Another article about millennials

by Mervin Jebaraj (mjebaraj@walton.uark.edu) 495 views 

When people are asked to describe Northwest Arkansas, one word often comes up: vibrant.

What does it mean to be vibrant? A casual perusal of dictionary definitions would indicate that we are energetic, full of enthusiasm and exciting. The real subtext behind all of these definitions of vibrancy is youth and youngness. Northwest Arkansas is ridiculously young — like really, really young.

We don’t appreciate enough that fully half — yes half — of the 525,000 plus population of Northwest Arkansas is under the age of 34. And no, it isn’t only because of the universities and colleges in the region, either. In fact, the biggest population cohort in Northwest Arkansas is the 25-34 year olds, followed by the 35-44 year olds.

If Northwest Arkansas were a TV show, we would be a ratings juggernaut and a coveted spot for advertising because of our share of what is considered the prime marketing demographic. With a pipeline of residents that young, Northwest Arkansas’ labor force and economy are primed to grow and compete into the future.

Some of this demographic dividend is simply good fortune, but a lot of credit should go to community leaders who have made thoughtful and intentional investments in making Northwest Arkansas an attractive destination for job-seeking millennials.

It has become passé to talk about how millennials are different from other generations in their preference for experiences as opposed to things. Nonetheless, a 2017 survey sponsored by Eventbrite shows that nearly nine in 10 millennials (89%) attended or participated in live experiences such as parties, concerts, festivals, performing arts, races, marches, demonstrations and other events. Even as the millennials grow older, 75% of them prefer to spend their money on buying experiences instead of things.

Here in Northwest Arkansas, thanks to our community’s investments, there is no shortage of experiences for millennials. There are ArtInfusion parties at Crystal Bridges Museum of American Art, young professionals events and the 10×10 series at the Walton Arts Center, steep subscriber discounts at TheatreSquared, a plethora of acclaimed live music events at the Walmart AMP and George’s Majestic Lounge, festivals like the Fayetteville Roots Festival, more craft breweries and brew pubs than one can count on both hands, restaurants serving innovative and traditional cuisines, hiking and mountain biking trails, whitewater parks, and so much more.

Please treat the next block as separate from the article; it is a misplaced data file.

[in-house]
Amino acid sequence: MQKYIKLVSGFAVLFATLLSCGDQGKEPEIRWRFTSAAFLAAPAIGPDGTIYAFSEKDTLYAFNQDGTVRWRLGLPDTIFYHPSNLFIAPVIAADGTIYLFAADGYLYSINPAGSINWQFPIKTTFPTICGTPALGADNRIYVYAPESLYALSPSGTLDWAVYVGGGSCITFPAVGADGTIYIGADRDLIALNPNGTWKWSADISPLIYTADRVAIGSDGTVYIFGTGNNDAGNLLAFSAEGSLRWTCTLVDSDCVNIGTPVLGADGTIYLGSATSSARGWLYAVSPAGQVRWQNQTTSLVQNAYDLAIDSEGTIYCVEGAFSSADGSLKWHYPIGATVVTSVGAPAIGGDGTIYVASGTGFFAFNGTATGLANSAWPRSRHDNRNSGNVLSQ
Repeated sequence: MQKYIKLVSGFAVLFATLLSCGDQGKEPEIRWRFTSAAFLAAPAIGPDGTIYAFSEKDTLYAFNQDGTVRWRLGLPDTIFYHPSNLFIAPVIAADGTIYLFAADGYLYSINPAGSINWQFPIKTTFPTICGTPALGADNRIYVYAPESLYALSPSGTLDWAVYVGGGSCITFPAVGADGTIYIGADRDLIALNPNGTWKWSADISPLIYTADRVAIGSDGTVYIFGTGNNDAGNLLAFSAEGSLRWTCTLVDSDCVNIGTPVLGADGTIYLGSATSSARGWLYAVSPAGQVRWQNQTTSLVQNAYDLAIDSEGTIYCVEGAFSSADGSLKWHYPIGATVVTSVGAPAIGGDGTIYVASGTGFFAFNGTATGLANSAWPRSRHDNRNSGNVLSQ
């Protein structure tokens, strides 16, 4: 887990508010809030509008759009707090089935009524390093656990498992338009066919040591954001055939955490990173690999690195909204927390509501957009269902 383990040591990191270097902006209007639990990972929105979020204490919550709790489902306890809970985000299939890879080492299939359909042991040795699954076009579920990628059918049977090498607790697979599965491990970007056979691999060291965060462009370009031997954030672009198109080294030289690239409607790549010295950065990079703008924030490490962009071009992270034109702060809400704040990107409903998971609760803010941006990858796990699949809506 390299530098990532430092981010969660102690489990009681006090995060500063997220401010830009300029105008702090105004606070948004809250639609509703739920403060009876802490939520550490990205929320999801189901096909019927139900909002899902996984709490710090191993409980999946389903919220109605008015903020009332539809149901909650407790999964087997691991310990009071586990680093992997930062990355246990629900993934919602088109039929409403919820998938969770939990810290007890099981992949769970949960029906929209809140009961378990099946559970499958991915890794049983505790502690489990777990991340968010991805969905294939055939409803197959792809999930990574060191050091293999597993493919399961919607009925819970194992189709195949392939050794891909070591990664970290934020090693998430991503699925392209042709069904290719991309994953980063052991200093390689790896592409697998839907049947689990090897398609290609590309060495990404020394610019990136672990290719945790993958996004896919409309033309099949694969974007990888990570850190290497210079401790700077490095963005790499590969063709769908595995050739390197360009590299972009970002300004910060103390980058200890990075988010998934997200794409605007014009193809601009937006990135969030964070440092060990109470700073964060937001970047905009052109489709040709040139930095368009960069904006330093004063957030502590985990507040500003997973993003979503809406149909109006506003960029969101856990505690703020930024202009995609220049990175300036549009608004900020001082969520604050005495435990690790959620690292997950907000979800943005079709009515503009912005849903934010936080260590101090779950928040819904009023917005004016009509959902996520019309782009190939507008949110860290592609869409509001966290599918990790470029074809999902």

Conveniently, most of these are also tailor-made for another millennial must have: documenting their experiences, (a.k.a. taking selfies, although this remains an issue that needs to be resolved for live theatre and some performing arts where taking a selfie during a performance is a major faux-pas).

A region that is rich in millennials does come with some challenges, though. Millennial college graduates accumulate a lot of student loan debt (coincidentally, they are also going to be the most educated generation ever). The size and burden of these debts do inhibit household formation, whether it be purchasing a place of residence or a vehicle.

It is hard to contemplate buying a Prius when the student loan repayment costs as much as a Prius car payment. Combine this with a preference to buy experiences over things, and millennials present significant challenges to all the commercial real estate currently devoted to the selling of things.

Northwest Arkansas, however, routinely features at the top of lists of places with a low cost of living, so even some of those hefty student loan payments may be more affordable here. Millennials’ preference to live close to experience-rich amenities in downtown cores of cities will require cities across the region to continue rethinking zoning and building codes, as many residential properties are currently built around the old suburban model. The region also needs to continue and step up investments in alternative modes of transit.

Community leaders in Northwest Arkansas have shown remarkable prescience in making changes and investments in the region that brought us our current successes. Now is the time to redouble our efforts to maintain our investments and continue to work on some of these challenges. Unlike before, there are millennial leaders ready and able to join in addressing the challenges.

After all, this generation is more civic-minded and likes to be in the room where it happens.
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Editor’s note: Mervin Jebaraj is the interim director of the Center for Business and Economic Research at the Sam M. Walton College of Business at the University of Arkansas. The opinions expressed are those of the author.

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